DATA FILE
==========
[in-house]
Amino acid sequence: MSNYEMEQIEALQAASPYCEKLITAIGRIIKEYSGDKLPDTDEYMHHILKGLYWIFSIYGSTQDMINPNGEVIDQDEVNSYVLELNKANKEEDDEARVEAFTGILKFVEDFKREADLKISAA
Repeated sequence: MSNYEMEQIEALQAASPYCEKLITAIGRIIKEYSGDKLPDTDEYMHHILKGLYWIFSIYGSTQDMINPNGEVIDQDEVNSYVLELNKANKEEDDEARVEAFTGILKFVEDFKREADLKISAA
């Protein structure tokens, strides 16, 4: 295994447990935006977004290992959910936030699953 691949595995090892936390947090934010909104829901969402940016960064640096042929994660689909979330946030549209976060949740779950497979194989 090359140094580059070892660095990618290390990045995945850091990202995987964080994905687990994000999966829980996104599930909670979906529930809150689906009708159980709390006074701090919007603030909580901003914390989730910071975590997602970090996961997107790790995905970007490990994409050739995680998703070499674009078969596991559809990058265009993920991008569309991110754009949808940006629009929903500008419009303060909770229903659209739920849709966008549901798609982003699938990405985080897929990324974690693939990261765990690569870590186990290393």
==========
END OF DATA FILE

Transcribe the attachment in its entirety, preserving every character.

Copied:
[in-house]
Amino acid sequence: MSNYEMEQIEALQAASPYCEKLITAIGRIIKEYSGDKLPDTDEYMHHILKGLYWIFSIYGSTQDMINPNGEVIDQDEVNSYVLELNKANKEEDDEARVEAFTGILKFVEDFKREADLKISAA
Repeated sequence: MSNYEMEQIEALQAASPYCEKLITAIGRIIKEYSGDKLPDTDEYMHHILKGLYWIFSIYGSTQDMINPNGEVIDQDEVNSYVLELNKANKEEDDEARVEAFTGILKFVEDFKREADLKISAA
């Protein structure tokens, strides 16, 4: 295994447990935006977004290992959910936030699953 691949595995090892936390947090934010909104829901969402940016960064640096042929994660689909979330946030549209976060949740779950497979194989 090359140094580059070892660095990618290390990045995945850091990202995987964080994905687990994000999966829980996104599930909670979906529930809150689906009708159980709390006074701090919007603030909580901003914390989730910071975590997602970090996961997107790790995905970007490990994409050739995680998703070499674009078969596991559809990058265009993920991008569309991110754009949808940006629009929903500008419009303060909770229903659209739920849709966008549901798609982003699938990405985080897929990324974690693939990261765990690569870590186990290393």